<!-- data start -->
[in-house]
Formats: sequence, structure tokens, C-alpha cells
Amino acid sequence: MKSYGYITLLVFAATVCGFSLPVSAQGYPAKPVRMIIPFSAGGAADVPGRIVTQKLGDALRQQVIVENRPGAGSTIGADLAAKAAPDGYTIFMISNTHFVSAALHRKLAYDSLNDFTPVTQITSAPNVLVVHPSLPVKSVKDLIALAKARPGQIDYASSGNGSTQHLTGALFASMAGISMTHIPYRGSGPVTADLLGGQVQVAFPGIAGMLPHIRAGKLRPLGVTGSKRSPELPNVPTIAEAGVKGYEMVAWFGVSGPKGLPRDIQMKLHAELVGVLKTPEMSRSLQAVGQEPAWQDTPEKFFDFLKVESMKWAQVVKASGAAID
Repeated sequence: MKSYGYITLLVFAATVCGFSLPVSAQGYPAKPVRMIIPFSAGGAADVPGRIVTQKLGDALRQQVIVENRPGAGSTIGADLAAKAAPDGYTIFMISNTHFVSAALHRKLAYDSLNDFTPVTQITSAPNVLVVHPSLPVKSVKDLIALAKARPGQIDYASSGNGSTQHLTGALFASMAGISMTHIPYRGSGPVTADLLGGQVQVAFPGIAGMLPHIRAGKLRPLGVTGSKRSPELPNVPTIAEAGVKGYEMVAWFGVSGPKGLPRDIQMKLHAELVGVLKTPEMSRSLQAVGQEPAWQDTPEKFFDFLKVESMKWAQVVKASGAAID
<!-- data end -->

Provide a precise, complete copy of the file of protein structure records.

[in-house]
Formats: sequence, structure tokens, C-alpha cells
Amino acid sequence: MKSYGYITLLVFAATVCGFSLPVSAQGYPAKPVRMIIPFSAGGAADVPGRIVTQKLGDALRQQVIVENRPGAGSTIGADLAAKAAPDGYTIFMISNTHFVSAALHRKLAYDSLNDFTPVTQITSAPNVLVVHPSLPVKSVKDLIALAKARPGQIDYASSGNGSTQHLTGALFASMAGISMTHIPYRGSGPVTADLLGGQVQVAFPGIAGMLPHIRAGKLRPLGVTGSKRSPELPNVPTIAEAGVKGYEMVAWFGVSGPKGLPRDIQMKLHAELVGVLKTPEMSRSLQAVGQEPAWQDTPEKFFDFLKVESMKWAQVVKASGAAID
Repeated sequence: MKSYGYITLLVFAATVCGFSLPVSAQGYPAKPVRMIIPFSAGGAADVPGRIVTQKLGDALRQQVIVENRPGAGSTIGADLAAKAAPDGYTIFMISNTHFVSAALHRKLAYDSLNDFTPVTQITSAPNVLVVHPSLPVKSVKDLIALAKARPGQIDYASSGNGSTQHLTGALFASMAGISMTHIPYRGSGPVTADLLGGQVQVAFPGIAGMLPHIRAGKLRPLGVTGSKRSPELPNVPTIAEAGVKGYEMVAWFGVSGPKGLPRDIQMKLHAELVGVLKTPEMSRSLQAVGQEPAWQDTPEKFFDFLKVESMKWAQVVKASGAAID